Between 1980 and 1990 Assembly was the most used language for everything, from videogames to nasty viruses or most of your everyday programs. After playing the game, reading and watching some technical details about La Abadía del Crímen (of which by the way there are two books about in Spanish: I & II), it's been mentioned multiple times that the original AMSTRAD CPC version was amazing technically, but that it wasn't easy to port because of the self-modifying code usages it contains.
As it sounds heretic as of today to think about patching in-memory code, I've read a bit about how it works, these scenarios being the most common ones:
- Avoiding branching code, conditional checks, etcetera by modifying in-memory instructions to jump to a different location
- Reusing memory structures with less code (e.g. make different characters use the same memory struct)
- Hiding things like interrupt call or certain strings/numbers/memory addresses, mostly either for viruses or for copy protection mechanisms
Now, back in the day this made sense: Memory and CPU were so restricted, that performing an
if frequently could really hurt your game, or keeping properly scoped functions with different logic pieces could mean extra precious cycles spent on pushing and popping registers from the stack . But nowadays nobody would even think about something as simple as manually changing the instruction pointer (except trying to circumvent videogame protections, hacking videogame consoles and other shady areas). And even if you wanted, Data Execution Protection, memory pages protection, and the tons of caches between the code and it's real execution makes it a really bad idea to even try for anything normal.
But another point is that there are more modern ways to do something exactly the same as self-replicating code in videogames mostly try to do (avoiding conditionals):
- Bit masks/manipulation: Old but still very valid when performance is relevant. Caveat is code is not as readable and not everything can be made bit masks...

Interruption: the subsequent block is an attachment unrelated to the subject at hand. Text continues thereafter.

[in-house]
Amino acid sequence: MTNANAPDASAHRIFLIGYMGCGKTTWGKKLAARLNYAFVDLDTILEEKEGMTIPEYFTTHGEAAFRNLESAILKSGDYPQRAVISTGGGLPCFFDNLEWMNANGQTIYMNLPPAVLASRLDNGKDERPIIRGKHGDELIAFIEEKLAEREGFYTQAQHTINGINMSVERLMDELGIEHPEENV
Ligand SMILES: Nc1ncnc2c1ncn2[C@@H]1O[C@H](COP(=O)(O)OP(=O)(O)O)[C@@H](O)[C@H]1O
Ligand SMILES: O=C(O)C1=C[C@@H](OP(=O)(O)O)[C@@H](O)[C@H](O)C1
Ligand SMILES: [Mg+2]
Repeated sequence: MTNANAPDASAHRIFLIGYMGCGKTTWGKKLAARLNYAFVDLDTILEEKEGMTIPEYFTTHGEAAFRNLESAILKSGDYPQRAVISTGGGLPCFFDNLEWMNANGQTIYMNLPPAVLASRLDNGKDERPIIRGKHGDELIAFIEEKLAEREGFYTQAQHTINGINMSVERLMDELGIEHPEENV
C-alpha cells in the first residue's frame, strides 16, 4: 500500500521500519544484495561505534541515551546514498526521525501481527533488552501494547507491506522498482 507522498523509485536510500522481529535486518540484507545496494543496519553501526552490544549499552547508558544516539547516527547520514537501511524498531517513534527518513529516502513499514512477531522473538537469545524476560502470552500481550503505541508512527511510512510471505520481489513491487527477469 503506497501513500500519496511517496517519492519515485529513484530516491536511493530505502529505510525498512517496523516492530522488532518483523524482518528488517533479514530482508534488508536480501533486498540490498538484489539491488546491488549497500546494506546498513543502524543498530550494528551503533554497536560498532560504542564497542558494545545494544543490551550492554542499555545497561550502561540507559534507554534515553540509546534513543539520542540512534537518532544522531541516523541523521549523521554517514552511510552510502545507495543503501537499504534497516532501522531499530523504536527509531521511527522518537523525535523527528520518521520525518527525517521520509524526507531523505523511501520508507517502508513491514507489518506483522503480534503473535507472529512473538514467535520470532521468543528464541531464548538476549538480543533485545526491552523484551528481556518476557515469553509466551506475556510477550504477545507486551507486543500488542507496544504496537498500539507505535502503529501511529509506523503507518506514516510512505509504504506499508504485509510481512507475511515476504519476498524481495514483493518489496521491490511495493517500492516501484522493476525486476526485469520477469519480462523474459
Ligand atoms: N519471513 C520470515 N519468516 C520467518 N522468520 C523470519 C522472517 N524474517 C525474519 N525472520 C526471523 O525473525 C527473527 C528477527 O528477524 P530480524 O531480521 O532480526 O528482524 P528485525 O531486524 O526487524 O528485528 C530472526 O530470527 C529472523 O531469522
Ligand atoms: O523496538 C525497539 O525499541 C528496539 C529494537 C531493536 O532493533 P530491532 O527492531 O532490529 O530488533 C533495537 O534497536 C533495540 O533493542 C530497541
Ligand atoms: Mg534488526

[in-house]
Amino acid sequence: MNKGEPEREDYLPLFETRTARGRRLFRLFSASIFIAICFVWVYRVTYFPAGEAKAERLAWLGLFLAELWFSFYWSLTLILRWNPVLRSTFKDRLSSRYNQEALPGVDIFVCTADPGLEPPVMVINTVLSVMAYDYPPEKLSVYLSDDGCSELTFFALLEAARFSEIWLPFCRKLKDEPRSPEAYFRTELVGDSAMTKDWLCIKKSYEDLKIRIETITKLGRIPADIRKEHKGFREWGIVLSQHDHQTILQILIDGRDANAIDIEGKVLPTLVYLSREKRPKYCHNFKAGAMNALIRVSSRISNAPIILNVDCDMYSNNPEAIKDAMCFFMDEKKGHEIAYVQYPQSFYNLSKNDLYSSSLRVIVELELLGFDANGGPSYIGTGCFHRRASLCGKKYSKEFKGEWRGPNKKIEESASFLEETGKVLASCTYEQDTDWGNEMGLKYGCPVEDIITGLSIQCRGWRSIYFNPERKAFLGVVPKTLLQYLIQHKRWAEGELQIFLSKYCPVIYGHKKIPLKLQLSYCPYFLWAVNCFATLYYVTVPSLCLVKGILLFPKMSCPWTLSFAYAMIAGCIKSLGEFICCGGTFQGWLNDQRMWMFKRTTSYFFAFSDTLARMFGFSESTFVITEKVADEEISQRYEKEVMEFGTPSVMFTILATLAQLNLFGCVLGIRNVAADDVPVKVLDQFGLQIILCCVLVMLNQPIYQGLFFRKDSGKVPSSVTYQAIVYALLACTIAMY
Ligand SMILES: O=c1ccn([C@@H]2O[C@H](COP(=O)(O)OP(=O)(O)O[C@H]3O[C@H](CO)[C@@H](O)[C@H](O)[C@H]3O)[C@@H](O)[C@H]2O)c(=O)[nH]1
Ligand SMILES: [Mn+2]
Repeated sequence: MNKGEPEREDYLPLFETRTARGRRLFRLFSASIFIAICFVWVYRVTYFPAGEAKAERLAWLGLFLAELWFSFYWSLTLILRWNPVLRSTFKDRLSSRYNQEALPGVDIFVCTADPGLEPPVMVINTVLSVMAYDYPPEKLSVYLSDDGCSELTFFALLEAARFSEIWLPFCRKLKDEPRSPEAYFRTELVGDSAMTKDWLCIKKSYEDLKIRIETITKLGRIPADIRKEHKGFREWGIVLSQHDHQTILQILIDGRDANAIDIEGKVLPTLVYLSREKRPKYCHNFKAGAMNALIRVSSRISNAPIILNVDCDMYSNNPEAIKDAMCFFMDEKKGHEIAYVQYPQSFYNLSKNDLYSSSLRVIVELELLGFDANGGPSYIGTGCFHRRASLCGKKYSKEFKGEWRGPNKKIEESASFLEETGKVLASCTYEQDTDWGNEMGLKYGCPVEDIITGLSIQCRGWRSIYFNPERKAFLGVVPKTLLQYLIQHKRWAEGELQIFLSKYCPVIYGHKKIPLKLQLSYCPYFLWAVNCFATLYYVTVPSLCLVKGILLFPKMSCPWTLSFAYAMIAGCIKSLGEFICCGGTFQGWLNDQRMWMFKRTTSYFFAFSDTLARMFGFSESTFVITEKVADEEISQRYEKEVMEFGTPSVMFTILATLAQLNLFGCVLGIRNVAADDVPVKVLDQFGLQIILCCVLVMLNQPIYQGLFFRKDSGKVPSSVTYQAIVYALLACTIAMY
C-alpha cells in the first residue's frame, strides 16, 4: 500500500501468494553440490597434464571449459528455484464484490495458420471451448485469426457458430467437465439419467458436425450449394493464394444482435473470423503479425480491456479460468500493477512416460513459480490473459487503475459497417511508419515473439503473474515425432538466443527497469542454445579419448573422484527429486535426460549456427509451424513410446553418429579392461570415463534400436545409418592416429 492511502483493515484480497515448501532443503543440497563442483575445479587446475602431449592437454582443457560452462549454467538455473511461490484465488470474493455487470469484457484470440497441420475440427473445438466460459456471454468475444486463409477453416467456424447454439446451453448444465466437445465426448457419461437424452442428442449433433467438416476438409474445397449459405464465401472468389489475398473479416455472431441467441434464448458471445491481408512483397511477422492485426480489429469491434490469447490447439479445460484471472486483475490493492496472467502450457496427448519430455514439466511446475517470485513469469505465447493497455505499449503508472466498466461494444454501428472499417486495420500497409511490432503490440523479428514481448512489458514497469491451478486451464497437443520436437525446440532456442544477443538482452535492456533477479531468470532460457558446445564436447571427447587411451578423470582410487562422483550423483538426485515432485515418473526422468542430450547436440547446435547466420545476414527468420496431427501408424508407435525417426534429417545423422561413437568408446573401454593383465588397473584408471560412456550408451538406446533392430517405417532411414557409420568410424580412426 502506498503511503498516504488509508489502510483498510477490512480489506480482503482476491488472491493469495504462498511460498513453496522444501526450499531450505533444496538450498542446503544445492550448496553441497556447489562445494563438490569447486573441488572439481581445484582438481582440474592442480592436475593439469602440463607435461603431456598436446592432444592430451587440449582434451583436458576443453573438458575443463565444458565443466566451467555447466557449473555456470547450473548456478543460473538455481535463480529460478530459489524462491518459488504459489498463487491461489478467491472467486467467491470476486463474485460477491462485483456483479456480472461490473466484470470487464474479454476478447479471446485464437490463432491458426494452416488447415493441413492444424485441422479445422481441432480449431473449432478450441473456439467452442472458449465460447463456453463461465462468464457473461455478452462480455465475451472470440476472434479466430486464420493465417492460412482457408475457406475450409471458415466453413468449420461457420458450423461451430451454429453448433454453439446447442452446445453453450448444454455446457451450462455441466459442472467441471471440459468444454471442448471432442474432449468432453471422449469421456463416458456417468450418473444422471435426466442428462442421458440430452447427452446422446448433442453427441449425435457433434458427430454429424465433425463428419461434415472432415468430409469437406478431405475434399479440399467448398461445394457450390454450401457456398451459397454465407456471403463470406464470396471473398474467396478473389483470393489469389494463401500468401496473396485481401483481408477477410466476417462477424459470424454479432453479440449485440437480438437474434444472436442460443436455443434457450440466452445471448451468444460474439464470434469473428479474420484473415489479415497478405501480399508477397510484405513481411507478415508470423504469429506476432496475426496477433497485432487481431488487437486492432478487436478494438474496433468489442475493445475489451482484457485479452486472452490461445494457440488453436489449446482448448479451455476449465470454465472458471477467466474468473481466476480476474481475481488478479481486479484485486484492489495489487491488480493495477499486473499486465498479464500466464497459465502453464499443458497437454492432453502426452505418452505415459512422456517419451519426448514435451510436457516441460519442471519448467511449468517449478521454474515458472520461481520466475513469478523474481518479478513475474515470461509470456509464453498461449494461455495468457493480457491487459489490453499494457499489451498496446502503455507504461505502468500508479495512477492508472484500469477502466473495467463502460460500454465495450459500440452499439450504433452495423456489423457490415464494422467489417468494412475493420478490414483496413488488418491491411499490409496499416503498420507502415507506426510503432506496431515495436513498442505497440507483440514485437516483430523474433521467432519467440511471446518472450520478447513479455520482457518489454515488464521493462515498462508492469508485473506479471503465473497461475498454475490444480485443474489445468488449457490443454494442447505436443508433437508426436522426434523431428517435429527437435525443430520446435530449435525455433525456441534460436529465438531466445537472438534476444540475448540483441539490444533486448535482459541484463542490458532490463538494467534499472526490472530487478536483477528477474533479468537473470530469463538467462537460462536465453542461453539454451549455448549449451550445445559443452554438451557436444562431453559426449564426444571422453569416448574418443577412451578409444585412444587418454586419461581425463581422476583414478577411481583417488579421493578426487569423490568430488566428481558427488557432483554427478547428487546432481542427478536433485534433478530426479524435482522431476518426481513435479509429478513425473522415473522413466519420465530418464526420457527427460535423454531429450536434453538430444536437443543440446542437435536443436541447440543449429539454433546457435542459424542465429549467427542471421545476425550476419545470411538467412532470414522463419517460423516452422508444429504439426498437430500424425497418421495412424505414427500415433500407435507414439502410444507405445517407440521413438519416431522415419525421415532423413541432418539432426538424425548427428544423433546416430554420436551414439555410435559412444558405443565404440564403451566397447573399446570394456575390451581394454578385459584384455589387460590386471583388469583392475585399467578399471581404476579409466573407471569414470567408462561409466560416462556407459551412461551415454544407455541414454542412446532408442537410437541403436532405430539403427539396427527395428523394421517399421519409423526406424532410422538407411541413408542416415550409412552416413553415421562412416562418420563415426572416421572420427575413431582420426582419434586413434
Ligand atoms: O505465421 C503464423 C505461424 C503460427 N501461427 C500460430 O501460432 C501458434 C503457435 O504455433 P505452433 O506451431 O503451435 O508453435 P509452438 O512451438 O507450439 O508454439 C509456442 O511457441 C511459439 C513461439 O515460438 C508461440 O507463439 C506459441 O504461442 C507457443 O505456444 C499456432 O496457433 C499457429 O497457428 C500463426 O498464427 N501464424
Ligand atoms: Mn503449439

- Functional programming: This strictly is not removing conditionals, but you tend to reduce their usage when you think in pipelining functions and handling just input/output instead of keeping state all around.
- Object orientation/duck typing: Different classes (or functions if the language allows) provide methods that share a same interface, and you inverse where the conditional lives (although eliminating it or not depends on how you instantiate the object): instead of doing
if X then A else B, you provide either an
- Function handlers: Almost the same as previous point; You define a function handler, a C# delegate, you name it, and just change it by another one when you wish to modify the current behaviour. Super-simple C# example I did long ago here.
I'd definitely go for function handlers if I were to build any non-trivial game today: it is clean and very friendly towards testing at both sides, as you can inject fake AIs, and test each one in isolation.
In the end you're just modifying a function pointer to have a different address, so it is really really similar to adding or changing a
JMP assembly instruction. Plus nobody will get crazy trying to debug logic that has been patched in-memory and no longer resembles the source code.
Which other ways of avoiding conditionals and/or organizing your code to avoid huge switches do you know?
 : Actually, those anti-object orientation "patterns" would come back with J2ME, where hardware constraints once again favoured a non-Java approach of having a single class with as much inline code, global variables and few methods as possible.